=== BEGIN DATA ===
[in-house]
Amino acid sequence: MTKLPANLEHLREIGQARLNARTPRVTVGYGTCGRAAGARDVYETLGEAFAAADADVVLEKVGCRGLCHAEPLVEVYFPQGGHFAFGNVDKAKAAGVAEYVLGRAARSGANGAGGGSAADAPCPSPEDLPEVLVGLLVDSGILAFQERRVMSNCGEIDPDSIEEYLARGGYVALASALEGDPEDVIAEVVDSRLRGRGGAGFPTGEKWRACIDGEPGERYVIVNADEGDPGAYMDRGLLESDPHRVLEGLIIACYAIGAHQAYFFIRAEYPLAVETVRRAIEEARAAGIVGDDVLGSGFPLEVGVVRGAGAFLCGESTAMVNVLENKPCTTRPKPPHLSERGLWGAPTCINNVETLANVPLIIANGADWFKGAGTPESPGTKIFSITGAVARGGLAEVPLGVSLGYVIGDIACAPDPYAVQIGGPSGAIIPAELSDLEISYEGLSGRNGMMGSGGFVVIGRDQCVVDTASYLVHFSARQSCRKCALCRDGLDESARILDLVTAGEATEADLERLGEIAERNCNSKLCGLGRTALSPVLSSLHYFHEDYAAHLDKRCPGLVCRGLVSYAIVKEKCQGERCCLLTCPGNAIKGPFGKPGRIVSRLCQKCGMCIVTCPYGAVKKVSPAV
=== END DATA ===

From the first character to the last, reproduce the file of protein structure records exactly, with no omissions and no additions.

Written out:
[in-house]
Amino acid sequence: MTKLPANLEHLREIGQARLNARTPRVTVGYGTCGRAAGARDVYETLGEAFAAADADVVLEKVGCRGLCHAEPLVEVYFPQGGHFAFGNVDKAKAAGVAEYVLGRAARSGANGAGGGSAADAPCPSPEDLPEVLVGLLVDSGILAFQERRVMSNCGEIDPDSIEEYLARGGYVALASALEGDPEDVIAEVVDSRLRGRGGAGFPTGEKWRACIDGEPGERYVIVNADEGDPGAYMDRGLLESDPHRVLEGLIIACYAIGAHQAYFFIRAEYPLAVETVRRAIEEARAAGIVGDDVLGSGFPLEVGVVRGAGAFLCGESTAMVNVLENKPCTTRPKPPHLSERGLWGAPTCINNVETLANVPLIIANGADWFKGAGTPESPGTKIFSITGAVARGGLAEVPLGVSLGYVIGDIACAPDPYAVQIGGPSGAIIPAELSDLEISYEGLSGRNGMMGSGGFVVIGRDQCVVDTASYLVHFSARQSCRKCALCRDGLDESARILDLVTAGEATEADLERLGEIAERNCNSKLCGLGRTALSPVLSSLHYFHEDYAAHLDKRCPGLVCRGLVSYAIVKEKCQGERCCLLTCPGNAIKGPFGKPGRIVSRLCQKCGMCIVTCPYGAVKKVSPAV